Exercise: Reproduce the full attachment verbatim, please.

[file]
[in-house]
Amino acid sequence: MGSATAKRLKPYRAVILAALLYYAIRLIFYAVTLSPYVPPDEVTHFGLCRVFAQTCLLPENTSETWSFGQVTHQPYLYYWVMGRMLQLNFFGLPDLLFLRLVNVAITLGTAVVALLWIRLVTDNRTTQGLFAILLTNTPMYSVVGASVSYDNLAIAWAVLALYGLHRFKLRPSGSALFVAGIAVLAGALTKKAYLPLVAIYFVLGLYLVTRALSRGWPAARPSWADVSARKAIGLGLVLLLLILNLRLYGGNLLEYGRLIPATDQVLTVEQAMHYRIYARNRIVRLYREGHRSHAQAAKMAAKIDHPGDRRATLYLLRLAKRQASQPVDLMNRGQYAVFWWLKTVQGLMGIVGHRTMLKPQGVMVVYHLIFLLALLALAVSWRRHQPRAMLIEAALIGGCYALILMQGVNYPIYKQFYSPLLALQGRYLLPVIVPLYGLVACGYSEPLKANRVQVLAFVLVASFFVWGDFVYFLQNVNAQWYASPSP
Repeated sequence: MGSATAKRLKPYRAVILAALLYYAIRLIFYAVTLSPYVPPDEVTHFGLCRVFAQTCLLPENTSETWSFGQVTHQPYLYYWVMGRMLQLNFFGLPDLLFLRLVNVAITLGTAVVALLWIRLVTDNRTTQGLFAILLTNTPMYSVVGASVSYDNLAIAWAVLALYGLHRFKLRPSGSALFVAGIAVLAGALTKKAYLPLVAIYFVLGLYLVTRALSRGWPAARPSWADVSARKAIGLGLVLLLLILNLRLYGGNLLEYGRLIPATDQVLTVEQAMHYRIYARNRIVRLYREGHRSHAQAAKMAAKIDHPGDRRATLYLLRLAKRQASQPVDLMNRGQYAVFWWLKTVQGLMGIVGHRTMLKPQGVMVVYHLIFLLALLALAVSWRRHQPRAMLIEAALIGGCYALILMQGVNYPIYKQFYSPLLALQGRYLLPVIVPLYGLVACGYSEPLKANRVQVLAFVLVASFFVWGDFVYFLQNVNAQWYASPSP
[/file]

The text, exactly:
[in-house]
Amino acid sequence: MGSATAKRLKPYRAVILAALLYYAIRLIFYAVTLSPYVPPDEVTHFGLCRVFAQTCLLPENTSETWSFGQVTHQPYLYYWVMGRMLQLNFFGLPDLLFLRLVNVAITLGTAVVALLWIRLVTDNRTTQGLFAILLTNTPMYSVVGASVSYDNLAIAWAVLALYGLHRFKLRPSGSALFVAGIAVLAGALTKKAYLPLVAIYFVLGLYLVTRALSRGWPAARPSWADVSARKAIGLGLVLLLLILNLRLYGGNLLEYGRLIPATDQVLTVEQAMHYRIYARNRIVRLYREGHRSHAQAAKMAAKIDHPGDRRATLYLLRLAKRQASQPVDLMNRGQYAVFWWLKTVQGLMGIVGHRTMLKPQGVMVVYHLIFLLALLALAVSWRRHQPRAMLIEAALIGGCYALILMQGVNYPIYKQFYSPLLALQGRYLLPVIVPLYGLVACGYSEPLKANRVQVLAFVLVASFFVWGDFVYFLQNVNAQWYASPSP
Repeated sequence: MGSATAKRLKPYRAVILAALLYYAIRLIFYAVTLSPYVPPDEVTHFGLCRVFAQTCLLPENTSETWSFGQVTHQPYLYYWVMGRMLQLNFFGLPDLLFLRLVNVAITLGTAVVALLWIRLVTDNRTTQGLFAILLTNTPMYSVVGASVSYDNLAIAWAVLALYGLHRFKLRPSGSALFVAGIAVLAGALTKKAYLPLVAIYFVLGLYLVTRALSRGWPAARPSWADVSARKAIGLGLVLLLLILNLRLYGGNLLEYGRLIPATDQVLTVEQAMHYRIYARNRIVRLYREGHRSHAQAAKMAAKIDHPGDRRATLYLLRLAKRQASQPVDLMNRGQYAVFWWLKTVQGLMGIVGHRTMLKPQGVMVVYHLIFLLALLALAVSWRRHQPRAMLIEAALIGGCYALILMQGVNYPIYKQFYSPLLALQGRYLLPVIVPLYGLVACGYSEPLKANRVQVLAFVLVASFFVWGDFVYFLQNVNAQWYASPSP